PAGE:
Tsinvest's -c and -C Option

From: John Conover <john@email.johncon.com>
Subject: Tsinvest's -c and -C Option
Date: 22 Mar 2003 23:39:38 -0000

There were a couple of questions regarding tsinvest's -c and -C

What these options do is control how aggressively the program buys
into IPO stocks, (or stocks with a limited history,) or other "bubble"

The dot-com stocks were a good example; although these stocks were
attractive based on growth in value for a year, or so, the growth was
misleading in retrospect. That's the nature of fractal dynamics, (a
factor of two-even an order of magnitude-difference between
fundamental value of a stock and its market value is common.)

There are three methodologies used in tsinvest to address "bubble"

    1) compensation of a stock's empirical variables using standard,
    (i.e., conventional,) statistical estimate techniques, (which is
    the default.)

    2) compensation using fractal-theoretic run length and magnitude
    analysis of "bubbles" in a stock's price, (-C -c options.)

    3) both 1) and 2), (-c option.)

    4) using neither of 1) or 2), (-C option.)

For implementation particulars, see:


which is the documentation to the tsshannoneffective program, (the
sources to the tsshannoneffective program were cut-and-stuck from the
tsinvest program's data set size compensation source code to make a
separate program for evaluation and software QA.)

As an example, if the tsinvestsim program, (see,
http://www.johncon.com/ntropix/tsinvestsim.html,) is used to produce
an equity market exchange of a hundred stocks, all identical, with P =
0.50706713781, f = 0.0283, (which is stocks that have a positive
average daily growth, avg, and a unity gain long term growth[1], and
is very similar to what the dot-coms were running in 1999,) and
simulate for 100,000 days using the options:

    | Default      | -C       | -C -c    | -c       |
    | Invested for | Always   | Invested | Never    |
    | 16,000 Days  | Invested | Mostly   | Invested |

With the default -D 1.0 option[2], the program is instructed to never
invest in a stock, unless the specific stock's value is increasing,
(which is an unreasonable request; the portfolio management section of
the program absolutely can assemble a portfolio that is increasing in
value, even if the value of the stocks in the portfolio are not-which
is the case for every stock in the simulation.)

So, in the long term investment scenario, (the -d 1 and -d 3 options,)
one should use the -c option, (the program should never have invested
in any of the stocks in the simulation.) However, for various noise
and high frequency trading scenarios, (-d2, -d4, and -d5,) one should
use the default or -C -c options.

Otherwise, the program will make the same mistake that most investors
made in 2000-and lose all the fortune they made in the dot-com


[1] The average, (i.e., the mean,) and standard deviation of the
marginal increments of all stock's prices in the simulation is 0.0004
and 0.0283, per day, respectively; P = ((0.0004 / 0.0283) + 1) / 2 =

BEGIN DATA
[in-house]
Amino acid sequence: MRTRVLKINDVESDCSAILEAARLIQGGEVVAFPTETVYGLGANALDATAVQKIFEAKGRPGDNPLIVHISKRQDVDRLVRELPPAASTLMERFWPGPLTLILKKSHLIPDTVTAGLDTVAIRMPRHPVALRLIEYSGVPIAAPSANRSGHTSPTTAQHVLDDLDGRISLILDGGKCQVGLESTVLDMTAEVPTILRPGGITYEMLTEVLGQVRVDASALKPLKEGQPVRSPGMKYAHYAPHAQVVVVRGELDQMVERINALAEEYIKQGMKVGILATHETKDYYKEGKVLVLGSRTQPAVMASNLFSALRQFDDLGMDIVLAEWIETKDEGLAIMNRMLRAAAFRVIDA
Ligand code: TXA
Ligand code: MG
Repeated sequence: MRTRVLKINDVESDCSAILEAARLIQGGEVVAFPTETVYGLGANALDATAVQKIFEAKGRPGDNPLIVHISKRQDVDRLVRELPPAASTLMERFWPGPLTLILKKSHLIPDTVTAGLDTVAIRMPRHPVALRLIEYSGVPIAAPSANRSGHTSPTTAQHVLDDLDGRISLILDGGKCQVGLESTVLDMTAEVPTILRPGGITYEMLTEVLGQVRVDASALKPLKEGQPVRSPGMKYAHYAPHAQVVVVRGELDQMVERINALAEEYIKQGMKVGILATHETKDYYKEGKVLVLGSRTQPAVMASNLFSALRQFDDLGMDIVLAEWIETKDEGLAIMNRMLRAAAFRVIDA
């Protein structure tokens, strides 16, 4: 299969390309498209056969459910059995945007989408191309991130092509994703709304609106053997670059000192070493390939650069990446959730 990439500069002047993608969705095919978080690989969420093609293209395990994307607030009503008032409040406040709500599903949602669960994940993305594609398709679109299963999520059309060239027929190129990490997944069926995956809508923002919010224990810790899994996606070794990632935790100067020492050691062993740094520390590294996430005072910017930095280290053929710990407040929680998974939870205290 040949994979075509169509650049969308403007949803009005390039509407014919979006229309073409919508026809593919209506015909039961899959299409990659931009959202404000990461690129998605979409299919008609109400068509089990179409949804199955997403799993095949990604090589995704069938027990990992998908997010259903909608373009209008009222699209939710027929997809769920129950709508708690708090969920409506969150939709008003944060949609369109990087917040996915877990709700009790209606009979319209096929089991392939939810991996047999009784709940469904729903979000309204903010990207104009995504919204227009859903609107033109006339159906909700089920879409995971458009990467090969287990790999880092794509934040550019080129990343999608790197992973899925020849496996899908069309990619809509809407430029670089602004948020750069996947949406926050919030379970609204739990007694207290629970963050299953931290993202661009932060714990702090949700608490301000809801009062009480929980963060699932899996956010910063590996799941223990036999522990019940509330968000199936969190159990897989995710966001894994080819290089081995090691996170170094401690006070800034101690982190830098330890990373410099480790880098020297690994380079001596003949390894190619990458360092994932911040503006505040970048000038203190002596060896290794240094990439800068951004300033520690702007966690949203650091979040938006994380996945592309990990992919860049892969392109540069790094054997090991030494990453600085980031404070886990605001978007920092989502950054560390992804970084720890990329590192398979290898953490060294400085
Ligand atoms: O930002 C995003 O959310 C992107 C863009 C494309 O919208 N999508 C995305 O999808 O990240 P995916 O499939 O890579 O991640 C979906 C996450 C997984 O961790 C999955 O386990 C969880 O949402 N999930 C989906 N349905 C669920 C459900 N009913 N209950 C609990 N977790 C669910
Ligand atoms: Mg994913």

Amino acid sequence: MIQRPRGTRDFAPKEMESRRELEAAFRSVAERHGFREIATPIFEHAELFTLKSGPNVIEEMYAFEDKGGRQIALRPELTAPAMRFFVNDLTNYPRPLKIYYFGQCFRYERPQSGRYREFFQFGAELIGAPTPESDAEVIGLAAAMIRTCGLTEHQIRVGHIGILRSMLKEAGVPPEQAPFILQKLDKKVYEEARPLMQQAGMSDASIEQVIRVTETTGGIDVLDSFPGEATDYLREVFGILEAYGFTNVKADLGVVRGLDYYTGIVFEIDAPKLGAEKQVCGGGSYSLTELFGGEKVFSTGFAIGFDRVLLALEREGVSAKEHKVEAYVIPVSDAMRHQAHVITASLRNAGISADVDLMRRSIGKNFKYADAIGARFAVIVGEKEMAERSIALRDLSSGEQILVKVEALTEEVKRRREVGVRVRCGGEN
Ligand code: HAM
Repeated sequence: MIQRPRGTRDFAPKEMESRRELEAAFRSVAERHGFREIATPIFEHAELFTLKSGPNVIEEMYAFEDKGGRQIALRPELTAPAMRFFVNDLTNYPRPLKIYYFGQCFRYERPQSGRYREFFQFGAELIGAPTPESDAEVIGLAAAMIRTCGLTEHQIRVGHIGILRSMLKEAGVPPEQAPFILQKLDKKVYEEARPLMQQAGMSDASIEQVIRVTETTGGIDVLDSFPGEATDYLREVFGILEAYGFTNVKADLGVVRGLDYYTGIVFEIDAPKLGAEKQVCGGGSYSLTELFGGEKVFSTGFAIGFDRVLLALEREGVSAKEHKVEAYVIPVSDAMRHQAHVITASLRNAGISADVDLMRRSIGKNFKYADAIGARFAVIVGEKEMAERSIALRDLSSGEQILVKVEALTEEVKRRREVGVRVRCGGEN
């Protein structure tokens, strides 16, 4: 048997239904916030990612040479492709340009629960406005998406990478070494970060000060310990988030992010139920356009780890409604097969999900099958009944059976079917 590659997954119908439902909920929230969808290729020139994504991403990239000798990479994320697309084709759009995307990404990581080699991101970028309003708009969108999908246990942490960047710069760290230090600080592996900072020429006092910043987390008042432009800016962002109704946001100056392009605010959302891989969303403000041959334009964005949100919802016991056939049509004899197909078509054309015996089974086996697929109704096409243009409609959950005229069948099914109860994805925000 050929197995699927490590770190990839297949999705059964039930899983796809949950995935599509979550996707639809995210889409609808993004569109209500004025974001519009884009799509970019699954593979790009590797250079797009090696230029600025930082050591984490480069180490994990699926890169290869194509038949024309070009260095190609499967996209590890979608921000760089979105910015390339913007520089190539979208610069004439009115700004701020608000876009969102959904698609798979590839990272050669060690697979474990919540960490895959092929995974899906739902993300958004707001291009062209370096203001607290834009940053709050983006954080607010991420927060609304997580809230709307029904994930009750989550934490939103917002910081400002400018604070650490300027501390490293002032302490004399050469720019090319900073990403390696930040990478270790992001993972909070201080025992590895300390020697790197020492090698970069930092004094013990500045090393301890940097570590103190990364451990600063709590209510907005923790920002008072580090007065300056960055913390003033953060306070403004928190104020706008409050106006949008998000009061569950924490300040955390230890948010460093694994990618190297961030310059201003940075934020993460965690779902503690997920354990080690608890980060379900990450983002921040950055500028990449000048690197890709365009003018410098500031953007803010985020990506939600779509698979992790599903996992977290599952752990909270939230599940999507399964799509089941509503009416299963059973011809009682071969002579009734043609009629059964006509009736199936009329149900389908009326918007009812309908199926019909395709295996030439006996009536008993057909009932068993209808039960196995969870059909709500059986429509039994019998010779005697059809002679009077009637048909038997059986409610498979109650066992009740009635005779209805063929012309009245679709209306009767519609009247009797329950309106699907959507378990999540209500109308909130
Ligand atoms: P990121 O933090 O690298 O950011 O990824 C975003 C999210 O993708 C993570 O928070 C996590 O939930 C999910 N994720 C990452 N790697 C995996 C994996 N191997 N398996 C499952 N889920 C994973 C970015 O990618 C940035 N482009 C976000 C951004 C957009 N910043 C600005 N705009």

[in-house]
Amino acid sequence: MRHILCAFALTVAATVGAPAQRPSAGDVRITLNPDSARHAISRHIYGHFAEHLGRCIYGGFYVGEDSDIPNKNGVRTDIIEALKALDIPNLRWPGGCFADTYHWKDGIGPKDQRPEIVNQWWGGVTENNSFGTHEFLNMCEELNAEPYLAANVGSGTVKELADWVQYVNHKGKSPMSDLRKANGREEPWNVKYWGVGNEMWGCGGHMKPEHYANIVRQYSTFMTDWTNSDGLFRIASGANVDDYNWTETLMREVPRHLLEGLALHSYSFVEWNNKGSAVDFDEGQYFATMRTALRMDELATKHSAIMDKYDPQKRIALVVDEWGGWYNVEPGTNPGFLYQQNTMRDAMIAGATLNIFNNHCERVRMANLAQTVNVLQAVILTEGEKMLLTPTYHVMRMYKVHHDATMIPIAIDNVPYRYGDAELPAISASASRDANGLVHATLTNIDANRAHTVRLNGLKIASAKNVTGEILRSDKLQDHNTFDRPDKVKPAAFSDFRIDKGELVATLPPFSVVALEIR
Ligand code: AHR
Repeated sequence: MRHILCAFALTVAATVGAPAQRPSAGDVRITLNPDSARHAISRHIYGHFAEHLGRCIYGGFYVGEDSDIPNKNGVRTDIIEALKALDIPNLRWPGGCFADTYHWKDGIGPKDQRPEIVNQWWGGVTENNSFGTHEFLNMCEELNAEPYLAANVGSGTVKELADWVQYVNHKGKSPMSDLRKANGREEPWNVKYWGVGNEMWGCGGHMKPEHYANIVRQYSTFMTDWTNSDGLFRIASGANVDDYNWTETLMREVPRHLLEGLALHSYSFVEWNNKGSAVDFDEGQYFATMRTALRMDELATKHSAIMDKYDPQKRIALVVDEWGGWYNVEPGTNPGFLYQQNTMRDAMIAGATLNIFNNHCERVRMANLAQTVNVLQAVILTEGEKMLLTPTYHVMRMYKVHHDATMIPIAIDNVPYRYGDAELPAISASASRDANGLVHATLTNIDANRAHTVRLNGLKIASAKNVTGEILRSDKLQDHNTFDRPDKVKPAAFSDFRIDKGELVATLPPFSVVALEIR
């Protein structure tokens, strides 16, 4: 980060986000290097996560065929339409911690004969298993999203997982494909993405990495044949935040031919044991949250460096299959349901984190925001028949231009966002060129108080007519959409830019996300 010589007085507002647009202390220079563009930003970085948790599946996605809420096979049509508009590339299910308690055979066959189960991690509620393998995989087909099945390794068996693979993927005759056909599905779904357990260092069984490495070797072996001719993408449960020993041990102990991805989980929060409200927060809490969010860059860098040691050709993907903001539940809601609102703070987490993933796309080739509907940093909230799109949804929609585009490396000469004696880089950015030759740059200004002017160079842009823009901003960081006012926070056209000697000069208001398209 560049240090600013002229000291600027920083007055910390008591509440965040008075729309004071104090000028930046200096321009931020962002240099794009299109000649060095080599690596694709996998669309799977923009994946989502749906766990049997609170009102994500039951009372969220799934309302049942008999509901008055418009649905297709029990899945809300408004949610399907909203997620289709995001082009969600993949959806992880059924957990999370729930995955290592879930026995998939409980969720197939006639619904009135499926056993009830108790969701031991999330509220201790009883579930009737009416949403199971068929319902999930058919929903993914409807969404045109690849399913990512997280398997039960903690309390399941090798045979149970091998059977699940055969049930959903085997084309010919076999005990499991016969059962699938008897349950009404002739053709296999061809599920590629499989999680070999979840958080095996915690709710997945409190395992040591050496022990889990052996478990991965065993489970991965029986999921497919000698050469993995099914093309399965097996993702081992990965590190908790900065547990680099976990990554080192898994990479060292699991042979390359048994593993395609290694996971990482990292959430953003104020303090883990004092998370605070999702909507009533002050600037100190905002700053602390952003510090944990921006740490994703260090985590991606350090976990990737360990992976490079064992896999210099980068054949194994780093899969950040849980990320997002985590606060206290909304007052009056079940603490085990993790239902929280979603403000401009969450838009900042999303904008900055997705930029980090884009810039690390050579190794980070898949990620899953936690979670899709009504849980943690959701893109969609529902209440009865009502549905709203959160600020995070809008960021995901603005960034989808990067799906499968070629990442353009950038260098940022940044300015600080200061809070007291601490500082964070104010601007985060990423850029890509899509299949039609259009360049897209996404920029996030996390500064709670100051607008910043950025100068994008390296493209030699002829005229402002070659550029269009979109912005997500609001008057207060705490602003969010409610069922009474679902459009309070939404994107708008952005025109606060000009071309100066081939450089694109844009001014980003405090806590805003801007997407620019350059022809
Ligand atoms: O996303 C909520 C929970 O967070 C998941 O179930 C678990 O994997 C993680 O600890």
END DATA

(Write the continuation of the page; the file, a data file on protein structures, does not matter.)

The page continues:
0.50706713781 and the gain in value per day, G:

    G = ((1 + 0.0283)^P) * ((1 - 0.0283)^(1 - P)) = 0.999999501

or about unity. The n'th marginal increment, M(n), is (V(n) - V(n -
1)) / V(n - 1), where V(n) is the price of a stock on the n'th day.

Note that the average gain per day of all stocks is a positive number,
(0.0004,) but that all stocks in the simulation have no growth in

Sound like a paradox? It isn't. If the standard deviation is changed
to 0.02, all stock's will grow optimally, (0.02% per day.) With
0.0283, the daily value at risk, (VaR,) offsets the daily gain in the
long run, so the growth is unity.

Its an interesting exercise, (and also demonstrates the value of

[2] A listing of the tsinvest program options:

Usage: tsinvest [-a 0|1|2] [-C] [-c] [-D D] [-d 1|2|3|4|5|6] [-I I] [-i]
                [-j] [-M M] [-m m] [-o o] [-P] [-p] [-r] [-s] [-t] [-u]
                [-v] [filename]
    -a, optimize asset allocation for each stock held, (0):
        -a 0: equal asset allocation.
        -a 1: maximize gain.
        -a 2: minimize risk.
    -C, don't compensate the Shannon probability, P, for data set size
    -c, compensate the Shannon probability, P, for run length duration
    -D D, D = minimum growth in value of an equity, as calculated by the
              method specified by the -d argument, (1.0)
    -d d, d = method of calculating growth in value of an equity, G, (1):
        -d 1: G = (1 + rms)^P * (1 - rms)^(1 - P), P = ((avg / rms) + 1) / 2.
        -d 2: G = (1 + rms)^P * (1 - rms)^(1 - P), P = (rms + 1) / 2.
        -d 3: G = (1 + sqrt (avg))^P * (1 - sqrt (avg))^(1 - P),
              P = (sqrt (avg) + 1) / 2.
        -d 4: G = (1 + rms)^P * (1 - rms)^(1 - P),
              P = erf (1 / sqrt (run length)).
        -d 5: G = (1 + rms)^P * (1 - rms)^(1 - P),
              P = Hurst exponent =
              short term persistence.
        -d 6: G = random.
    -I I, I = initial capital (1000)
    -i, print the average index of all stocks in the output time series
    -j, index = average value of stocks, instead of average balanced growth
    -M M, M = maximum number of stocks to invest in concurrently (10)
    -m m, m = minimum number of stocks to invest in concurrently (10)
    -o o, o = maximum acceptable marginal increment in stock's value (1)
    -P, preclude calculating statistics for stocks not updated in interval
    -p, preclude investing in stocks not updated in interval
    -r, dump internal data on exit, as comments in tsinvestsim(1) format
    -s, print the names of stocks held in the output time series
    -t, print the time stamps in the output time series
    -u, reverse the sense of the decision criteria
    -v, print the version and copyright banner of this program
    filename, input filename


John Conover, john@email.johncon.com, http://www.johncon.com/

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